- The Washington Times - Monday, November 13, 2006

PROVIDENCE, R.I. (AP) — Joseph Ungaro, a former managing editor of the Providence Evening Bulletin whose question to President Nixon at an editors meeting elicited the “I’m not a crook” reply, died Nov. 12 at South County Hospital in South Kingstown of an undiagnosed illness, his family said. He was 76.

While president of Associated Press Managing Editors in 1973, Mr. Ungaro asked Mr. Nixon at the group’s annual convention in Orlando, Fla., whether he had accurately reported his income taxes.

Mr. Nixon’s famous declaration came after he had answered a subsequent question about the Watergate scandal. At the end of that reply, he doubled back to Mr. Ungaro’s question, saying:

“People have got to know whether or not their president is a crook. Well, I’m not a crook.”

Mr. Nixon later agreed to pay hundreds of thousands of dollars in back taxes. A reporter for the Providence newspaper, Jack White, won a Pulitzer Prize in 1974 for reporting on the president’s tax troubles.

Mr. Ungaro began working at Gannett Co.’s Westchester Rockland Newspaper Group in 1974 as managing editor and rose to become president and publisher. He later became president and chief executive of the Detroit Newspaper Agency, the company that managed a joint operating agreement between the Detroit News and Detroit Free Press.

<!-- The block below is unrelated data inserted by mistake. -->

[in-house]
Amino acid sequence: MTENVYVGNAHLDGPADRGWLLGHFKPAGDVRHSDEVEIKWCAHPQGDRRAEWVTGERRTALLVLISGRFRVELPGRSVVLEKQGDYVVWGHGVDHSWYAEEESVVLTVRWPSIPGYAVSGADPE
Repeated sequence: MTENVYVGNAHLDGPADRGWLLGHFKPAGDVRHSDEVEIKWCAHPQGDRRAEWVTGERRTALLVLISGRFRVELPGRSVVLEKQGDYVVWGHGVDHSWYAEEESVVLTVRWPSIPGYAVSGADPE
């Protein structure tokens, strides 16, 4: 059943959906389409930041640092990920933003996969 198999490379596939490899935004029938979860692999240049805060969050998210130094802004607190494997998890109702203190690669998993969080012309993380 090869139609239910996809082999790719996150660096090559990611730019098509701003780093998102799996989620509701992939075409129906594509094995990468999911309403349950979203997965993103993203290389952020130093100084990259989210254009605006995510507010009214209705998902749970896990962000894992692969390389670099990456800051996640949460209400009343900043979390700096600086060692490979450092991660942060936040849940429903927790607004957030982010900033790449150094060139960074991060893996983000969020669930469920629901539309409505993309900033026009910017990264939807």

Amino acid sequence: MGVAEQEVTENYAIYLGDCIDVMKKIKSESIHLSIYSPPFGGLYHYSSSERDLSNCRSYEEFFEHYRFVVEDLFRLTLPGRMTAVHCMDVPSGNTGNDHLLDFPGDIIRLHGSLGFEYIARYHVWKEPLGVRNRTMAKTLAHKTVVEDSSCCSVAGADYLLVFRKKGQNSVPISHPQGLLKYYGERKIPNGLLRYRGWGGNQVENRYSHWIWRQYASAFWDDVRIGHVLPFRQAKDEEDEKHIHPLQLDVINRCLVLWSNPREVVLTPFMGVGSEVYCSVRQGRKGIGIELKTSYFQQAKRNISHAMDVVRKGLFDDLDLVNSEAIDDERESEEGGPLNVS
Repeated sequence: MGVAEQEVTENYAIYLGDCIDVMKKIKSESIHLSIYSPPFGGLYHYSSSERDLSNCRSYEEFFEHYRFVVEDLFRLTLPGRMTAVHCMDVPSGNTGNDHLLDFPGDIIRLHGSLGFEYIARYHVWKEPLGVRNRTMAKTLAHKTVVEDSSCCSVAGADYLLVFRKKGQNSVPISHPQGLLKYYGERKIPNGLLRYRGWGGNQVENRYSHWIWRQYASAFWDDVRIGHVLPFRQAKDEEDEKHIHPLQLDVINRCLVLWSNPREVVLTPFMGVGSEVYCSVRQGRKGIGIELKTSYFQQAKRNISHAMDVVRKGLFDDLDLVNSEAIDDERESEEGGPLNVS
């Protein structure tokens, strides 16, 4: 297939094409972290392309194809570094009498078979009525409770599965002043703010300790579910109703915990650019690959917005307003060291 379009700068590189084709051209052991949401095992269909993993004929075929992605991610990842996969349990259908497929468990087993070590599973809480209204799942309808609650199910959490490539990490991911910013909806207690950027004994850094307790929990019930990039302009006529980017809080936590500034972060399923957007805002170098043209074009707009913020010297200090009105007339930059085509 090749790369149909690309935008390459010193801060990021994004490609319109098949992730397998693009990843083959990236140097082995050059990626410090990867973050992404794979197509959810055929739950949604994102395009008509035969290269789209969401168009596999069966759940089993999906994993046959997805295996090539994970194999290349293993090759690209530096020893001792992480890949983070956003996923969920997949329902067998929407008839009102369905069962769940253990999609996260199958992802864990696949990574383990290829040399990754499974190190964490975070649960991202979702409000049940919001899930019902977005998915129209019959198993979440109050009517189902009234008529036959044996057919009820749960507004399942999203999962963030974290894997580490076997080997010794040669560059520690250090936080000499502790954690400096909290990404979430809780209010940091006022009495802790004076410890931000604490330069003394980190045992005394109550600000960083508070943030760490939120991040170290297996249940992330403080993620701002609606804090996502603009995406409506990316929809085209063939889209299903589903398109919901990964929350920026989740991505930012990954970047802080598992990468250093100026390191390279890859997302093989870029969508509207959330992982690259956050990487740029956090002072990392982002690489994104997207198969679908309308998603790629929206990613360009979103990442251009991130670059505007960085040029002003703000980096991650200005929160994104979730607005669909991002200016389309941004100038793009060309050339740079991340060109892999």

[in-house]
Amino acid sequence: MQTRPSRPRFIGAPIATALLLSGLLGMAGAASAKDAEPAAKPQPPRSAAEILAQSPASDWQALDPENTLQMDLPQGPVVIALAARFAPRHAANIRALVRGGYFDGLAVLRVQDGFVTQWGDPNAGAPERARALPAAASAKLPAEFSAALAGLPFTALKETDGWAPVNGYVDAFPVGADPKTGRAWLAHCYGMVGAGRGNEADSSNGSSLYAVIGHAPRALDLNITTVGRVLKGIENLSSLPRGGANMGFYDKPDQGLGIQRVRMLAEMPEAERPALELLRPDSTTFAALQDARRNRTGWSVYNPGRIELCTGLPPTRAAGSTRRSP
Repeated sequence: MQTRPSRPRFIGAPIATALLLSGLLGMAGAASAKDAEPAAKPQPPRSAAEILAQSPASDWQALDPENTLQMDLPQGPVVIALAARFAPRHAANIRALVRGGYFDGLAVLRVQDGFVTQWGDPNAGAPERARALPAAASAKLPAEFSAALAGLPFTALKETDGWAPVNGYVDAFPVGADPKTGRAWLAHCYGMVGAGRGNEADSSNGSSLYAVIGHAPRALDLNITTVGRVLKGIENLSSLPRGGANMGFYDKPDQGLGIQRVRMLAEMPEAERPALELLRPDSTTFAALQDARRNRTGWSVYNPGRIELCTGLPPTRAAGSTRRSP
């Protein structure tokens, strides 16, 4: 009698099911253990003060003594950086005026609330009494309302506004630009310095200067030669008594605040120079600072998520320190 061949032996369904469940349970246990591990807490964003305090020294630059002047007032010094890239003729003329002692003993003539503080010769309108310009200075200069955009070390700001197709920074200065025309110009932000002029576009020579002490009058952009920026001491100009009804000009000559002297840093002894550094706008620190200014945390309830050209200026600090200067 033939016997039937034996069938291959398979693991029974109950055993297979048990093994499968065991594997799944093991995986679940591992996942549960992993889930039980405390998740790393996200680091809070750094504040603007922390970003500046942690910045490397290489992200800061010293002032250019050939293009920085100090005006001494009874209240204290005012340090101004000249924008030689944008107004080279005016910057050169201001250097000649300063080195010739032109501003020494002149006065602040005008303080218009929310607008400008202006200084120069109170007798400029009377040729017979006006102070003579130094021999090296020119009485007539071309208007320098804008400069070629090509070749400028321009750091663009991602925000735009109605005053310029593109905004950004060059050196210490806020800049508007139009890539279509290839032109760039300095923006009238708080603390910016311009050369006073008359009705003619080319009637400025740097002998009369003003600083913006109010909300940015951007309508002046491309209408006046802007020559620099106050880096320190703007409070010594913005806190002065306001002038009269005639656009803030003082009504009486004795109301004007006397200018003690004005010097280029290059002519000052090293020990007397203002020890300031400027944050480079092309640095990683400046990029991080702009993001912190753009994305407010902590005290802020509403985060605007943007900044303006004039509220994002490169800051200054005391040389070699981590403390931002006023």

For the past decade, Mr. Ungaro worked at Stars and Stripes, where he put together a consolidation plan for the newspaper and then became its ombudsman.

Mr. Ungaro graduated from Providence College and the Columbia University Graduate School of Journalism, where he also taught a class in media management.


Copyright © 2018 The Washington Times, LLC. Click here for reprint permission.

The Washington Times Comment Policy

The Washington Times welcomes your comments on Spot.im, our third-party provider. Please read our Comment Policy before commenting.

 

Click to Read More and View Comments

Click to Hide